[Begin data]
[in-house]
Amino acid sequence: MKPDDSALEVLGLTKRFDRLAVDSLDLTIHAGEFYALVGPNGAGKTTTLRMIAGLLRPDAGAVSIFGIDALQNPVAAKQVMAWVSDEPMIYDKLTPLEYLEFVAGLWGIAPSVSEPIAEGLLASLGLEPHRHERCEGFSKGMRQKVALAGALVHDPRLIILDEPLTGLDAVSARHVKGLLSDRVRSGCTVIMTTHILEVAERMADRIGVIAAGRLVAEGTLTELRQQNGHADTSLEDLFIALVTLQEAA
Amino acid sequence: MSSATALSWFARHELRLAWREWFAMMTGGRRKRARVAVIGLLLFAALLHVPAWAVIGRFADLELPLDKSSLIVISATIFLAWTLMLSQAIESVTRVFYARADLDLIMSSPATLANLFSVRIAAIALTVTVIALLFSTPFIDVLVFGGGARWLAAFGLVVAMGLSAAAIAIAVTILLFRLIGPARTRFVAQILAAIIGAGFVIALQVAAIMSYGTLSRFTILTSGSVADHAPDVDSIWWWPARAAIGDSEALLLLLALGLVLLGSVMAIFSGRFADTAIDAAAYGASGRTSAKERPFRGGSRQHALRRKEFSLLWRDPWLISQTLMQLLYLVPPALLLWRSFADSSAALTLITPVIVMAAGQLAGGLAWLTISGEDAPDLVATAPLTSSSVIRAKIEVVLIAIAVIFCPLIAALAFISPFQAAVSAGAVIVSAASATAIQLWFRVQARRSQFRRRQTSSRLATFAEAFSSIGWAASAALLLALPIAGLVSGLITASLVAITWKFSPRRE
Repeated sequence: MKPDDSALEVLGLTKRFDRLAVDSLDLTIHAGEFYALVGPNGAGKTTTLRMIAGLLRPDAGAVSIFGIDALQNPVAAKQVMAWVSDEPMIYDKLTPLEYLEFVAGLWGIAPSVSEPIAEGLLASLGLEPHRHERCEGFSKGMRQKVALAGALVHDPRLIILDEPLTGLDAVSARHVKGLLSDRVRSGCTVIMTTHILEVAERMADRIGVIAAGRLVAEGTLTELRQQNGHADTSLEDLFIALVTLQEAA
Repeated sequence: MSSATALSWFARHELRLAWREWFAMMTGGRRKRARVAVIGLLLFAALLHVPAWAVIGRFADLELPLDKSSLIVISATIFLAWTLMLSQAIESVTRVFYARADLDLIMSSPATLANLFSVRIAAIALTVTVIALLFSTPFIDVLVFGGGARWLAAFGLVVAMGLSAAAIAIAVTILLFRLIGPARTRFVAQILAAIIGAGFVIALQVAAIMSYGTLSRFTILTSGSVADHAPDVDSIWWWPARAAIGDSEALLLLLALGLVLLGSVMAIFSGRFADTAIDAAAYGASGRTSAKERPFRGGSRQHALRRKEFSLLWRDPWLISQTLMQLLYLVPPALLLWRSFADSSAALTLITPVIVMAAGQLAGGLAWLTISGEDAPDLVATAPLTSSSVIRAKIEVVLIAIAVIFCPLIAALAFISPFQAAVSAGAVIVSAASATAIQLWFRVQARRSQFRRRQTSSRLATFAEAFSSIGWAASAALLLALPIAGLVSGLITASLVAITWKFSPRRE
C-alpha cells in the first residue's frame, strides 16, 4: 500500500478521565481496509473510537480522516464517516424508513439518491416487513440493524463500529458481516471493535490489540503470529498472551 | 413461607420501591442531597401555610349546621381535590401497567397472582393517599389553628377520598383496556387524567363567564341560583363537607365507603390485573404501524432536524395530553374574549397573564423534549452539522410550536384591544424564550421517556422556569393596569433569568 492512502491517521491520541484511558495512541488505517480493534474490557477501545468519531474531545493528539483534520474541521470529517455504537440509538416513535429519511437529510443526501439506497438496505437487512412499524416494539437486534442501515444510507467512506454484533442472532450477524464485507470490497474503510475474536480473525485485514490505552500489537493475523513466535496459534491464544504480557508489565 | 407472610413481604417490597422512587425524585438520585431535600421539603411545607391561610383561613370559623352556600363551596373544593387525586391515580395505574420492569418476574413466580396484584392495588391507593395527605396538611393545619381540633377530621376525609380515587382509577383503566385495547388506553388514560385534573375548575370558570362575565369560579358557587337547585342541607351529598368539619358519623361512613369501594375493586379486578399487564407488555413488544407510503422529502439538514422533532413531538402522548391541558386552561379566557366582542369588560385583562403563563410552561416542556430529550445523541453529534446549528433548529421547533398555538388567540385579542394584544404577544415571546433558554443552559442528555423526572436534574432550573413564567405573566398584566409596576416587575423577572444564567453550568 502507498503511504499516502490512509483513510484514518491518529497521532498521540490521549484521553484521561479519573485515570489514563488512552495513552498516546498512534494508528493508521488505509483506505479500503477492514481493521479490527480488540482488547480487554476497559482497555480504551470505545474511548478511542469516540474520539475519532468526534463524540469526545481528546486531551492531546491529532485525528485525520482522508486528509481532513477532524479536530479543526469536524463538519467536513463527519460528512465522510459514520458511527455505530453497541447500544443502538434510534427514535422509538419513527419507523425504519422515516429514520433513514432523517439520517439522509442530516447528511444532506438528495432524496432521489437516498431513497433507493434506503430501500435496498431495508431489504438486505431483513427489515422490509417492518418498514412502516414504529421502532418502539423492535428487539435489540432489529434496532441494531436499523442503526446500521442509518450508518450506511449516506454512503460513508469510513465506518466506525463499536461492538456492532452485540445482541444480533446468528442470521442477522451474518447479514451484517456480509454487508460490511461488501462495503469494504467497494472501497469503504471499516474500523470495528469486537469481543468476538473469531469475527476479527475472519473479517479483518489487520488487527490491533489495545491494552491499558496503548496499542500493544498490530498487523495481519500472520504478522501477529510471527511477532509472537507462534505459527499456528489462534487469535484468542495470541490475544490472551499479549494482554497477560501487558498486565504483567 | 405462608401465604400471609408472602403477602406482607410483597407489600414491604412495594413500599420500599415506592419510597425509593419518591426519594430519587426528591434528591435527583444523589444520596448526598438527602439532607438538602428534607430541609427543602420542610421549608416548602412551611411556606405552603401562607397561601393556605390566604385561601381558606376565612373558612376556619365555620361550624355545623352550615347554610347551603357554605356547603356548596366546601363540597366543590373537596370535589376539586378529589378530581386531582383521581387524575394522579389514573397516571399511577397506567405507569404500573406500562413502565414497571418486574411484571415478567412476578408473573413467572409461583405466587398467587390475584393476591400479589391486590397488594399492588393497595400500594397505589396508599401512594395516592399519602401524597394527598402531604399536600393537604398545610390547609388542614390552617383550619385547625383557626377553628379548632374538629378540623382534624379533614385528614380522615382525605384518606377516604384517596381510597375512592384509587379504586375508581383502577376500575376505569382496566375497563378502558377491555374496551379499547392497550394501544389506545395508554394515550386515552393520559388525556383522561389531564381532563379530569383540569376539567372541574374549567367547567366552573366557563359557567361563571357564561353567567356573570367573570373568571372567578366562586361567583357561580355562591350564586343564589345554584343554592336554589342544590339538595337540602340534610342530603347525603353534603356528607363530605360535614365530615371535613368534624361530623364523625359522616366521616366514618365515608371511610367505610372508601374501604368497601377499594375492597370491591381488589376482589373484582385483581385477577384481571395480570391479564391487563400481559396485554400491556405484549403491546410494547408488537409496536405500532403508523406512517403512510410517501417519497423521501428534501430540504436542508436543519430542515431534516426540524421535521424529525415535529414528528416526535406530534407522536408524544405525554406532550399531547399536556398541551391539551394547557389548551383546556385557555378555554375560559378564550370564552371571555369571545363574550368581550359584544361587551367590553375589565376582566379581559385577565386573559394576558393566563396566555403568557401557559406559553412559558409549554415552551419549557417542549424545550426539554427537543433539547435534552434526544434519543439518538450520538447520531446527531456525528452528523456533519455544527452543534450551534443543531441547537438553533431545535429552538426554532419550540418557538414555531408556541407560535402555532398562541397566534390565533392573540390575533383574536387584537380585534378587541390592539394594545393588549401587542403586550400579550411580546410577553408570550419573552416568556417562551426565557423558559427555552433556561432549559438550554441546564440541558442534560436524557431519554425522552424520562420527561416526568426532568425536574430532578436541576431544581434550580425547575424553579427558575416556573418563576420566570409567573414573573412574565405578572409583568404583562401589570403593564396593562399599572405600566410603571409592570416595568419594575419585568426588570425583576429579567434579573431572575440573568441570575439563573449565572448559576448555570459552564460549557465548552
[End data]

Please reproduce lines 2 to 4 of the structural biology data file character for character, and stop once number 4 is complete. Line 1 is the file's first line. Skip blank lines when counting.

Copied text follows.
Amino acid sequence: MKPDDSALEVLGLTKRFDRLAVDSLDLTIHAGEFYALVGPNGAGKTTTLRMIAGLLRPDAGAVSIFGIDALQNPVAAKQVMAWVSDEPMIYDKLTPLEYLEFVAGLWGIAPSVSEPIAEGLLASLGLEPHRHERCEGFSKGMRQKVALAGALVHDPRLIILDEPLTGLDAVSARHVKGLLSDRVRSGCTVIMTTHILEVAERMADRIGVIAAGRLVAEGTLTELRQQNGHADTSLEDLFIALVTLQEAA
Amino acid sequence: MSSATALSWFARHELRLAWREWFAMMTGGRRKRARVAVIGLLLFAALLHVPAWAVIGRFADLELPLDKSSLIVISATIFLAWTLMLSQAIESVTRVFYARADLDLIMSSPATLANLFSVRIAAIALTVTVIALLFSTPFIDVLVFGGGARWLAAFGLVVAMGLSAAAIAIAVTILLFRLIGPARTRFVAQILAAIIGAGFVIALQVAAIMSYGTLSRFTILTSGSVADHAPDVDSIWWWPARAAIGDSEALLLLLALGLVLLGSVMAIFSGRFADTAIDAAAYGASGRTSAKERPFRGGSRQHALRRKEFSLLWRDPWLISQTLMQLLYLVPPALLLWRSFADSSAALTLITPVIVMAAGQLAGGLAWLTISGEDAPDLVATAPLTSSSVIRAKIEVVLIAIAVIFCPLIAALAFISPFQAAVSAGAVIVSAASATAIQLWFRVQARRSQFRRRQTSSRLATFAEAFSSIGWAASAALLLALPIAGLVSGLITASLVAITWKFSPRRE
Repeated sequence: MKPDDSALEVLGLTKRFDRLAVDSLDLTIHAGEFYALVGPNGAGKTTTLRMIAGLLRPDAGAVSIFGIDALQNPVAAKQVMAWVSDEPMIYDKLTPLEYLEFVAGLWGIAPSVSEPIAEGLLASLGLEPHRHERCEGFSKGMRQKVALAGALVHDPRLIILDEPLTGLDAVSARHVKGLLSDRVRSGCTVIMTTHILEVAERMADRIGVIAAGRLVAEGTLTELRQQNGHADTSLEDLFIALVTLQEAA